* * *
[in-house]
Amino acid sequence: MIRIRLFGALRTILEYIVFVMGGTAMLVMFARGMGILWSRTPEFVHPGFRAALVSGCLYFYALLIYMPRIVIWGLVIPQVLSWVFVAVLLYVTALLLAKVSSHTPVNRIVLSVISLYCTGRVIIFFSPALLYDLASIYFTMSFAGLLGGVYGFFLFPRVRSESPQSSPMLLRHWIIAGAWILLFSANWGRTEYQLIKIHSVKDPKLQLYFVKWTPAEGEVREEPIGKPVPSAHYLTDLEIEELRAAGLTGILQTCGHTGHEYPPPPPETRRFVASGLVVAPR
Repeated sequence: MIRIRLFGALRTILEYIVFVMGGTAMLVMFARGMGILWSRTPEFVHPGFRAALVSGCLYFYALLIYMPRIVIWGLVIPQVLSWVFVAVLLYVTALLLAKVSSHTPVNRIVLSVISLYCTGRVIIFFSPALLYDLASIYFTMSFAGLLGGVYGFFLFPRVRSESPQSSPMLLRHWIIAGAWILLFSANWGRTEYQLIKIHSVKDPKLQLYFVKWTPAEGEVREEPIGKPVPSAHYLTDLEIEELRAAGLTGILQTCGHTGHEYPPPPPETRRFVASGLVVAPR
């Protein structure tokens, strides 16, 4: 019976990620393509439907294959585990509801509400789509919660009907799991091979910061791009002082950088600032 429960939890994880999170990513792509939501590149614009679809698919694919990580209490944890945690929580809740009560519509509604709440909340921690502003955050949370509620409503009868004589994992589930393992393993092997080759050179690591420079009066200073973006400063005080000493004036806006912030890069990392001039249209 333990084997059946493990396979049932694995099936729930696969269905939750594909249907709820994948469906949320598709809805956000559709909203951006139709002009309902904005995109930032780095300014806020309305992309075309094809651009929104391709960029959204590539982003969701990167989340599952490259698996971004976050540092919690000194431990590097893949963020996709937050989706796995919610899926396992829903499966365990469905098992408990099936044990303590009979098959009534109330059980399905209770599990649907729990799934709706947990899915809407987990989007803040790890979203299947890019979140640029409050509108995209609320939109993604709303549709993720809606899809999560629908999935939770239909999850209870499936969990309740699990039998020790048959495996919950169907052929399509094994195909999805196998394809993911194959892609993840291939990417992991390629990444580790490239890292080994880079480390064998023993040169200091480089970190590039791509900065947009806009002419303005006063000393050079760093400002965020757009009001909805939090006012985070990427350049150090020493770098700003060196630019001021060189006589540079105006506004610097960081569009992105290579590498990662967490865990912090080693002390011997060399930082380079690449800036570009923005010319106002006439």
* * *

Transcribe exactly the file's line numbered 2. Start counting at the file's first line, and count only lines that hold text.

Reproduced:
Amino acid sequence: MIRIRLFGALRTILEYIVFVMGGTAMLVMFARGMGILWSRTPEFVHPGFRAALVSGCLYFYALLIYMPRIVIWGLVIPQVLSWVFVAVLLYVTALLLAKVSSHTPVNRIVLSVISLYCTGRVIIFFSPALLYDLASIYFTMSFAGLLGGVYGFFLFPRVRSESPQSSPMLLRHWIIAGAWILLFSANWGRTEYQLIKIHSVKDPKLQLYFVKWTPAEGEVREEPIGKPVPSAHYLTDLEIEELRAAGLTGILQTCGHTGHEYPPPPPETRRFVASGLVVAPR